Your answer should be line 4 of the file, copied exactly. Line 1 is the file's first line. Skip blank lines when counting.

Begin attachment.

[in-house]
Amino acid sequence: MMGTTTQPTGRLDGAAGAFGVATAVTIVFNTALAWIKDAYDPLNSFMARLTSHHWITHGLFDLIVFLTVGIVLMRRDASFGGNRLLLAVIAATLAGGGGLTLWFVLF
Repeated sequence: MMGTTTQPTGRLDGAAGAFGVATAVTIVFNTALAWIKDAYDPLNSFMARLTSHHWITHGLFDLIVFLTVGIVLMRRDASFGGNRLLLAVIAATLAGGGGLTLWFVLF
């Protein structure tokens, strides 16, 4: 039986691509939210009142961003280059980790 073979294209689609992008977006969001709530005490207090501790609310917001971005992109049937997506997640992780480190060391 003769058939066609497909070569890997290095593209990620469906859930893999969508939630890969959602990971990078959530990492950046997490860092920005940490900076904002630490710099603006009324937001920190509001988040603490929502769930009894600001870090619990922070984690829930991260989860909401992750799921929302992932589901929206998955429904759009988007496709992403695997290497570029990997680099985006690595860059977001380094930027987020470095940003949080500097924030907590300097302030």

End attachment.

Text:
């Protein structure tokens, strides 16, 4: 039986691509939210009142961003280059980790 073979294209689609992008977006969001709530005490207090501790609310917001971005992109049937997506997640992780480190060391 003769058939066609497909070569890997290095593209990620469906859930893999969508939630890969959602990971990078959530990492950046997490860092920005940490900076904002630490710099603006009324937001920190509001988040603490929502769930009894600001870090619990922070984690829930991260989860909401992750799921929302992932589901929206998955429904759009988007496709992403695997290497570029990997680099985006690595860059977001380094930027987020470095940003949080500097924030907590300097302030």